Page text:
Over the last few seasons there have been consistent and recurring rumours circulating throughout the social media world in regards to Dmitry Kulikov. Everyone thought that he was going to be traded. On July 18th 2014 I believe these rumours were finally put to rest after the Florida Panthers resigned Kulikov to a three year, 13-million dollar contract.
There are quite a few reasons that come to my mind as to why I think Florida is best to keep Kulikov around.
To start, Kulikov is a young defenceman trying to develop his talents on a struggling team. He has loads of potential and a lot of upside. He has not yet lived up to the hype that surrounded his offensive game when he was drafted, however on a team like Florida it should not come as a surprise. Last season Florida was 29th in the league in total goals for, as well as goals per game. As Florida starts to improve the team, Kulikov’s offense talents will start shining through.
With budding offensive players such as Jonathan Huberdeau and Aleksander Barkov, along with more veteran players with a scoring touch such as Jussi Jokinen, I can see Florida’s offense begin to turn around. Florida would seriously regret trading away a young talent such as Kulikov with a promising future as a high-end offensive defenceman.
Brian Campbell (35) and Willie Mitchell (37) can see their retirements on the horizon. After these two, the age of Florida’s defenceman drops significantly to 24. There is no real middle ground where the team can slowly transition and develop the young defenceman in the organization.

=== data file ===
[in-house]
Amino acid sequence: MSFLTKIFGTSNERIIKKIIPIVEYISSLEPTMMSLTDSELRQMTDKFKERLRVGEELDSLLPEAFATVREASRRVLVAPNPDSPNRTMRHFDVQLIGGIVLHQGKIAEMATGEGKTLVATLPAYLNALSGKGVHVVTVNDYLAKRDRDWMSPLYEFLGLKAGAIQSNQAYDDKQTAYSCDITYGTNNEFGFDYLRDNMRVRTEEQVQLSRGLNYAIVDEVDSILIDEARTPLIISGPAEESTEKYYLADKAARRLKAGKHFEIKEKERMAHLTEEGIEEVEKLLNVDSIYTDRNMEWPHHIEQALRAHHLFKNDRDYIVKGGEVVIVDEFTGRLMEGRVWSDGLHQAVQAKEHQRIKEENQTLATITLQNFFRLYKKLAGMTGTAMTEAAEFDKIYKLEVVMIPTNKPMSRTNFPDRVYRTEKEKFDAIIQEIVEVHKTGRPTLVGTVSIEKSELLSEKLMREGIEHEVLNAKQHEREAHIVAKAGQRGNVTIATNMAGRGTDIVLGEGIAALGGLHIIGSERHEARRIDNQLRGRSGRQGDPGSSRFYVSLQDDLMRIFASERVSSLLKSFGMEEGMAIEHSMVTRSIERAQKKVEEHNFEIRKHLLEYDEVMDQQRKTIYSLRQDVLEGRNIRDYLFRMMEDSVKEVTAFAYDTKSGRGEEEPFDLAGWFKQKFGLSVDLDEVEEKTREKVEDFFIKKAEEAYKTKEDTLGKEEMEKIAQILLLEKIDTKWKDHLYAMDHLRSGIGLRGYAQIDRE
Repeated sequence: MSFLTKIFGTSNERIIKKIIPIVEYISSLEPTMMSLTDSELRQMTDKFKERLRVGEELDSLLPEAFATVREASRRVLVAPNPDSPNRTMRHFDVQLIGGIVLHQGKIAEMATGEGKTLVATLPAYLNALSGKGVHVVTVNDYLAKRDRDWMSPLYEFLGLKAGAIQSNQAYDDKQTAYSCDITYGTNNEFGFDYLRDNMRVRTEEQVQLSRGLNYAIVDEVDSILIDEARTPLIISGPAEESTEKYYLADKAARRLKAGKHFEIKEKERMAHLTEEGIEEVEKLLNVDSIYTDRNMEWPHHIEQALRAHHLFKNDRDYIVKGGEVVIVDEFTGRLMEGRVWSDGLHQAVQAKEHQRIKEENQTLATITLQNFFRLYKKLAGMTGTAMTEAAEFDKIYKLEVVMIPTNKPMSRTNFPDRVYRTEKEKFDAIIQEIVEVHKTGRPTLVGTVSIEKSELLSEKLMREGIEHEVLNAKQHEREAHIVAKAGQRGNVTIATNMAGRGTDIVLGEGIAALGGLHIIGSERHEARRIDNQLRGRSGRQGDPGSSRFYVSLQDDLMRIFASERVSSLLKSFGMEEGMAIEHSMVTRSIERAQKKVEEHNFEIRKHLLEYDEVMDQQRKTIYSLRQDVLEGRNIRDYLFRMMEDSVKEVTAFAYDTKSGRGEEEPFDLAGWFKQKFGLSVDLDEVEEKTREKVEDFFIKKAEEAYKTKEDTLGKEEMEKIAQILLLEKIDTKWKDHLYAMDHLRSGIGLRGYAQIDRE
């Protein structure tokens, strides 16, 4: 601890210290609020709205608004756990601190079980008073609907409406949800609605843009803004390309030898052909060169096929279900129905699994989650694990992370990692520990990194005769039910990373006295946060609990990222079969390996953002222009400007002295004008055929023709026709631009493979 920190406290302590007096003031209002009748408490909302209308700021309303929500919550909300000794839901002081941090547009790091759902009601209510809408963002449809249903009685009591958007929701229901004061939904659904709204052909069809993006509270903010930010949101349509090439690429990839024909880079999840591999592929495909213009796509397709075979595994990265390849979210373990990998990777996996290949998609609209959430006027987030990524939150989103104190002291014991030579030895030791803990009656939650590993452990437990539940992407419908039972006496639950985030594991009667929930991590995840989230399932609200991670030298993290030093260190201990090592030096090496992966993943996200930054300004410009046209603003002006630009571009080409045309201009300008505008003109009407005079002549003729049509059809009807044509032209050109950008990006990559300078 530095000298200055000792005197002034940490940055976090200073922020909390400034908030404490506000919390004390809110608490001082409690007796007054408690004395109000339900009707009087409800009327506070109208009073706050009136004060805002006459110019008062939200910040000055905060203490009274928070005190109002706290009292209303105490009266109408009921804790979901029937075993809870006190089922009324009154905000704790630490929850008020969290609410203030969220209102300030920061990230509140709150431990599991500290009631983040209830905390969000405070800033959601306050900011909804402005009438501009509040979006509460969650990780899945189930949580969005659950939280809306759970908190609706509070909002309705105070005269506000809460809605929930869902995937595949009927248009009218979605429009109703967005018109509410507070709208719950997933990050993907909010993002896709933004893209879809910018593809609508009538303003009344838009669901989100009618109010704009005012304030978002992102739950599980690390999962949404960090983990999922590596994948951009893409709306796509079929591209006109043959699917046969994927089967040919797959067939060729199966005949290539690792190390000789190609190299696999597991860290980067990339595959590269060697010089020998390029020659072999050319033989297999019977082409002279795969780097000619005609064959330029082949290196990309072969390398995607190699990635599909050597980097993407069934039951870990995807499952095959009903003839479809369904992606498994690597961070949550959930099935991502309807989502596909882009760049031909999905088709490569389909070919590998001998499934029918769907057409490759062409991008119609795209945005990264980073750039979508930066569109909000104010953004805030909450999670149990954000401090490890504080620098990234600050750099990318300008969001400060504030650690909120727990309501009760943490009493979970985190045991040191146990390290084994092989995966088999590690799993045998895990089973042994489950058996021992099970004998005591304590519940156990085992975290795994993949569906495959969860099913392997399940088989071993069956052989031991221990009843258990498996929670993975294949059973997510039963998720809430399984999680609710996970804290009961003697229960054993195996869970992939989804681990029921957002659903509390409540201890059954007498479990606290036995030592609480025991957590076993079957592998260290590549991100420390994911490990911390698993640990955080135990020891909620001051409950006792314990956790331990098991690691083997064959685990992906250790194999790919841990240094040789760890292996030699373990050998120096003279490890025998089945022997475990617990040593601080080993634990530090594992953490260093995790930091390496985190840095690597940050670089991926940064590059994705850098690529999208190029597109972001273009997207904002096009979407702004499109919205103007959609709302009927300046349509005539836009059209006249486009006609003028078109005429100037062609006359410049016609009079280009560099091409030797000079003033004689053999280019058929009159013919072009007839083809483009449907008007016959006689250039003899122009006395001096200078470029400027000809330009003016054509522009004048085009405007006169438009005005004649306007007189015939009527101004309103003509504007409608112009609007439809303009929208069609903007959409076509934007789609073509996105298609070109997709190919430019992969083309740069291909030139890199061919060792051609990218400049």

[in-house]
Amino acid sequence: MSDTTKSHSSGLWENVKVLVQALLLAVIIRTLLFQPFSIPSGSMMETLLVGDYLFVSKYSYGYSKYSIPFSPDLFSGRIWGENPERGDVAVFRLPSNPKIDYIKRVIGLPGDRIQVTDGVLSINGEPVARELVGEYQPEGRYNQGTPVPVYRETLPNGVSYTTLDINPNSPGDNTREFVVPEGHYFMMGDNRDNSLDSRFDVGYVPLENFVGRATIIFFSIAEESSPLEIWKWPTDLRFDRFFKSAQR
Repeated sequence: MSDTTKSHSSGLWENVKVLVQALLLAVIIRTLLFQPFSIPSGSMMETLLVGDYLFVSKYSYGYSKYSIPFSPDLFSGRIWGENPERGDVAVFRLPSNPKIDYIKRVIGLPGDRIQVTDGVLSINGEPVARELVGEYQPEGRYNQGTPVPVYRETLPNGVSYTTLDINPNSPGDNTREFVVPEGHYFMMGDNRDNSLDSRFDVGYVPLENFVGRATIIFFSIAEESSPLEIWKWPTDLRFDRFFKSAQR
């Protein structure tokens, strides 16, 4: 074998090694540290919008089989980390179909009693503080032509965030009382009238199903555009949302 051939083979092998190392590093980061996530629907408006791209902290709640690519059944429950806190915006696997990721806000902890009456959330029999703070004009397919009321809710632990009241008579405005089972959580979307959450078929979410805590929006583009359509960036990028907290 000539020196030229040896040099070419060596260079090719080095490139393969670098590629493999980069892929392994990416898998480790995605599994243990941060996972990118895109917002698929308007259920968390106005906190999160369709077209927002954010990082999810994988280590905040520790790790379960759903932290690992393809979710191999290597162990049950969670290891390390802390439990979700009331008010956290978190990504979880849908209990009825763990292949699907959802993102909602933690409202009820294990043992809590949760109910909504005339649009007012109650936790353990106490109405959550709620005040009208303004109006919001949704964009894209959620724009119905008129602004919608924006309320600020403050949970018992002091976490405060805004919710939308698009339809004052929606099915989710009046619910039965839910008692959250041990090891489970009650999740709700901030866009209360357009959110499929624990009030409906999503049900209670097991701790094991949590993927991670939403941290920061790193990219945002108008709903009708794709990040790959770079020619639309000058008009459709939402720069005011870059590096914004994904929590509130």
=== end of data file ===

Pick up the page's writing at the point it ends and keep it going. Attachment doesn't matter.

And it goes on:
It’s easy to see that something Florida is seriously lacking is experience on the back end. Trading Kulikov would only make this problem worse. The return that Florida would receive in a trade would not be sufficient to replace the youth of Kulikov while improving their NHL level depth. At 24 years of age having 313 NHL games under his belt is a huge bonus. He has learned how to play at the highest level and is ready to take on a bigger role offensively. After a solid offseason of signings, Florida appears to be preparing a turn around season in 2014-15.
According to advanced statistics, Kulikov should be looking for a boost in offensive production next season. Kulikov has a very low PDO (on ice shooting percentage + on ice save percentage) which essentially measures a players “puck-luck”. A players’ PDO should generally be around 100, where Kulikov has a PDO of 96.0%. Out of 435 NHL players who played more than 62 games last season, Kulikov ranks 423/435. Essentially bottom of the barrel. If Kulikov can get some better luck next season and remain a positive possession player, he should be due for a solid increase in offensive numbers.
Defencemen are notorious for taking a longer period of time to develop and learn the faster, stronger game that comes with playing in the NHL. I am a supporter of allowing defencemen the time necessary to fully prepare for the big stage. Kulikov is on the cusp of becoming an excellent offensive defenceman in the NHL.
If Florida decides to trade Kulikov, I do not believe they will get a return that is solid enough to replace Kulikov as well as improve the team both immediately and long term.